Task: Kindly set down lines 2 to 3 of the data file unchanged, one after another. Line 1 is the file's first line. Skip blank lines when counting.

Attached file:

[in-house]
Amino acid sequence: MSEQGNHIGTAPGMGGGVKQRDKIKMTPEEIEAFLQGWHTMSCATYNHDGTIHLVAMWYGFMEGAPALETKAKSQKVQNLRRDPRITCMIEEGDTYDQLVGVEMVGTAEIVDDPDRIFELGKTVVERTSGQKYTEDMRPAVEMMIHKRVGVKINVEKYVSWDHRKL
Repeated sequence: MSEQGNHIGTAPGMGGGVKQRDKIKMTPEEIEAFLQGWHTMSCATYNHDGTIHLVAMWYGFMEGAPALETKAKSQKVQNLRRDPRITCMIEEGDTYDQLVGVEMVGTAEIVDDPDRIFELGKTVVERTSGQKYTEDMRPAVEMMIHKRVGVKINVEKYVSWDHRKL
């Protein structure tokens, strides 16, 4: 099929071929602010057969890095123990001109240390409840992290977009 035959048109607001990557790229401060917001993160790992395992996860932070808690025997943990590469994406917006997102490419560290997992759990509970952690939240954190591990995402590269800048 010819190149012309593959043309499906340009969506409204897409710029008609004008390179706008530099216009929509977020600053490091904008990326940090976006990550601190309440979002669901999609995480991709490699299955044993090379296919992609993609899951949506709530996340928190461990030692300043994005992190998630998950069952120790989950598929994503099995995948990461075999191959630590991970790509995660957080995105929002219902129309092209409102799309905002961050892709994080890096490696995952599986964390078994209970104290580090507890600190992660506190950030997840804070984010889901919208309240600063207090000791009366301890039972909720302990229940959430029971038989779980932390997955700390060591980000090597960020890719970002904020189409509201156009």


Amino acid sequence: MSEQGNHIGTAPGMGGGVKQRDKIKMTPEEIEAFLQGWHTMSCATYNHDGTIHLVAMWYGFMEGAPALETKAKSQKVQNLRRDPRITCMIEEGDTYDQLVGVEMVGTAEIVDDPDRIFELGKTVVERTSGQKYTEDMRPAVEMMIHKRVGVKINVEKYVSWDHRKL
Repeated sequence: MSEQGNHIGTAPGMGGGVKQRDKIKMTPEEIEAFLQGWHTMSCATYNHDGTIHLVAMWYGFMEGAPALETKAKSQKVQNLRRDPRITCMIEEGDTYDQLVGVEMVGTAEIVDDPDRIFELGKTVVERTSGQKYTEDMRPAVEMMIHKRVGVKINVEKYVSWDHRKL